Matter and spirit are inextricably linked. The duality of matter and spirit is a figment of our imagination that often leads to fallacies of thought and faults in behavior. But it is an important figment because it also aids us to appreciate the inner and outer dimensions of all there is including ourselves. 

All spirit (mind, consciousness) is a product of matter. Neuroscience explains consciousness by the neural loops and synapses of our brains. Therefore, there is no spirit without matter. But also, there is no matter without spirit.  Without mind and symbolic thinking or language, we would have no sense, no word, no concept of matter. 

The total Universe is Matter and Spirit. The spirit of the universe emerges from the material interaction of things in the universe. Our very existence proves the capacity of matter to produce spirit. And spirit is matter with the capacity to experience itself. Without that capacity, there is no matter--no energy, no motion. 

To discern spirit, we plunge into matter. We only grow our souls when we submerge ourselves in matter. To discover matter we employ mind. Soul is the essence of Matter. The duality of spirit and matter, although an existential tension we feel, is an illusion.

Nevertheless, the fictional duality between spirit and matter grounds the actual duality between good and evil.

The universe is on an adventure and so are we. We are becoming spirit through the interaction of elements, things, and selves. Our growing interconnection, our desire for community, our drive towards the right order of justice, to inclusion and equality, and to power through concerted action is the movement of syntropy that combats the inevitable second law of thermodynamics towards entropy. As matter becomes spirit through our interaction, through our collaboration, and especially through our shared action, matter and spirit become one. 

When we opt out of the adventure, when we break community, when we deny universality by settling for self-interest, tribal behavior, and nationalism that do not transcend the boundaries, we give force to the inclinations of dissolution and fragmentation. That is evil--the break of matter and spirit that destroys them both and negates the universe. 

Tuesday, October 31, 2017

Jefferson and the Principle of a Democratic Republic




This is the 500th year anniversary of the Protestant Reformation. An opinionator in the WP asserted that the US was founded on Protestantism. But the foundation of the American Republic is a bit more nuanced than that.

The Protestant Revolt against the tyranny of Roman Catholicism was a major contributor towards modernity including personal inspiration and interpretation, free assembly, elimination of mediating sacred priesthoods, and a break with authority. The first sociologist Max Weber showed the link between Calvinism and capitalism. And modernity--with which Roman Catholicism finally made peace through Vatican II—is a major contributor to republicanism.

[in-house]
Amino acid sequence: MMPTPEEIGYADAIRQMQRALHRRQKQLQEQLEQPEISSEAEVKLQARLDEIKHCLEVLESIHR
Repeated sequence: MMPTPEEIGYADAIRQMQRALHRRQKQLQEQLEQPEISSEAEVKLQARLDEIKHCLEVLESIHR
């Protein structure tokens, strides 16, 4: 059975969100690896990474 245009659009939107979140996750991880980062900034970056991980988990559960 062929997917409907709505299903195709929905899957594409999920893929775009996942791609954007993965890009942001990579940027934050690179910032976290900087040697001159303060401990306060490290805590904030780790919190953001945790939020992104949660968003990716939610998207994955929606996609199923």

Thomas Jefferson, not exactly a Protestant Christian, was a thoroughly modern man. He was devoted to reason and science over superstition. He read voraciously and was a constant learner. He advocated power of common persons gathered in assembly over authority of monarch or dictator or priest. He was a paragon of civility in argument and public service. He exemplified principle based on nature over private opinion and beliefs.

The key principle of a democratic Republic is the dignity and equality of all human beings. This is the foundation of a structure of human rights that contains chambers for voluntary civic associations, all ordered through a government chosen and run by representatives elected by popular vote. The main principle of unity for a democratic Republic is not cultural identity—not background, religion, beliefs, or ethnicity. It is choice starting with the fundamental choice to be a citizen of a Republic that recognizes that all persons, no matter how different otherwise, are equal (not the same) and have rights to life, liberty, and happiness.

The standard of religious liberty was one of Jefferson’s crowning achievements that flows from the founding principle of a democratic Republic. This is both freedom to practice whatever religion one chooses and freedom from religion so that no person has to adhere to any one religion or any religion at all. The principle of universal human dignity and equality surpasses and indeed overcomes cultural sameness. A democratic Republic is inclusive of cultural, ethnic, sexual, religious identities not exclusive. It is a unity in diversity, not assimilation—e pluribus unum.

Jefferson demonstrated that the ideal was more aspirational than actual. While he introduced and supported ordinances against slavery, he retained his slaves like a smoker who promotes anti-smoking ordinances to change his own personal practice. Even that, however, recognized the institutional nature of racism rather than making it a simple personal attitude problem.